Enoc said that GOSH

told us that, for legal reasons, the baby can’t be transferred to us. That’s one more sad note.” [However]…We are close to the parents in prayer and, if this is their desire, [still] willing to take their child, for the time he has left to live.”

On Monday Italian Cardinal Elio Sgreccia, former President of the Pontifical Academy for Life, analyzed little Charlie Gard’s case and offered “10 critical points” for consideration in the Italian daily La Stampa.

The Cardinal criticized the improper “dynamic” between the decisions of the medical team and the will of the parents as well as the ruling of the European Court of Human Rights, for “assuming a purely procedural position,” instead of examining “passive euthanasia on a new-born.

Even if experimental treatment is withheld from Charlie, he is owed the provision of life support services. “A person affected by an ailment considered, in the present state of medicine, as incurable,” the Cardinal wrote, “is paradoxically the subject that, more than any other, has the right to request and obtain continuous assistance and care, attention and devotion.”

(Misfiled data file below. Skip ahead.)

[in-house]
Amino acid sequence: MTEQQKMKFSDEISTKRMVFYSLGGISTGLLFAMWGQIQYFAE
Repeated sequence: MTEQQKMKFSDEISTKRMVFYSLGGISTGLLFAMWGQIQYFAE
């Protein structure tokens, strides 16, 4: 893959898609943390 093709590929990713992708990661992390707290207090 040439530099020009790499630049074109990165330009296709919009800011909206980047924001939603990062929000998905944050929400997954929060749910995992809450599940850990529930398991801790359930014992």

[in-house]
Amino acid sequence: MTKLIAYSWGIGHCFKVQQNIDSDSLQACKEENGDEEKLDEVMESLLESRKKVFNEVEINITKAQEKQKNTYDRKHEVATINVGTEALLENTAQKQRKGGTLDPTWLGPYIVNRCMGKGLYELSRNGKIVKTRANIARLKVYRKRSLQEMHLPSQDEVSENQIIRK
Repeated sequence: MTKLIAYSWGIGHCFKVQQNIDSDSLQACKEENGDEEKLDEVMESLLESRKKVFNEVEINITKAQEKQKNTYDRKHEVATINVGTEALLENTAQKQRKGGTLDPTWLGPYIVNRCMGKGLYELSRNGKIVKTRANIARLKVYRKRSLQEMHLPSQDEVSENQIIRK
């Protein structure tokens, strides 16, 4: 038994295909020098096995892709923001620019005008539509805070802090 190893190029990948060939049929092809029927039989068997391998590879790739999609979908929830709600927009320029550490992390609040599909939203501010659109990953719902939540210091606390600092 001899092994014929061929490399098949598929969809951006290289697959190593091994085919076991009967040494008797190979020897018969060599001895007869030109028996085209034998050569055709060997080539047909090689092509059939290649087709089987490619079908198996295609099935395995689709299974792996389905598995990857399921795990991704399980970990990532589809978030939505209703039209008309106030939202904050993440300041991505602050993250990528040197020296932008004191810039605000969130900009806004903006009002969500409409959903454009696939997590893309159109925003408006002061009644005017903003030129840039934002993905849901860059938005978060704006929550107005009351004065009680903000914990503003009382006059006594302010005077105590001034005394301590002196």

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Bittersweet Father’s Day for dad of Charlie Gard, on life-support under court order

It was a bittersweet first Father’s Day for Charlie Gard’s dad, Chris, and his partner Connie Yates. Yesterday they did not know whether their son’s respirator would be shut off Monday night.

But it won’t be shut off for at least three weeks, under rulings from both the European Court of Human Rights (ECHR) and the UK Supreme Court. The latter has ordered life-support continue until July 10.

At stake is whether the UK parents will be able to take their 10 month old son to the U.S. for experimental therapy for his rare and debilitating mitochondrial depletion disease.

Currently, London’s Great Ormond Street Hospital (GOSH) has insisted they have deduced Charlie’s “best interests” to be staying on the premises, removing his respirator and being allowed to “die with dignity.”

Today ECHR judges in Strasbourg, France, have ordered that Charlie’s life “must be maintained until such time as the Court makes its decision.” This extends their June 13 ruling which had ordered Charlie’s life-sustaining care be kept going at GOSH only until at least midnight tonight.

Now that attorneys for Charlie’s parents have submitted the required “substantive application” (beyond last week’s emergency interim intervention),  the ECHR will review and rule on the matter.

Furthermore, the Court’s press release states that “in light of the exceptional circumstances of the case, the Court has already accorded it priority and will treat the application with the utmost urgency.” No expected date for a ruling was given other than it will be on “an expedited timetable.”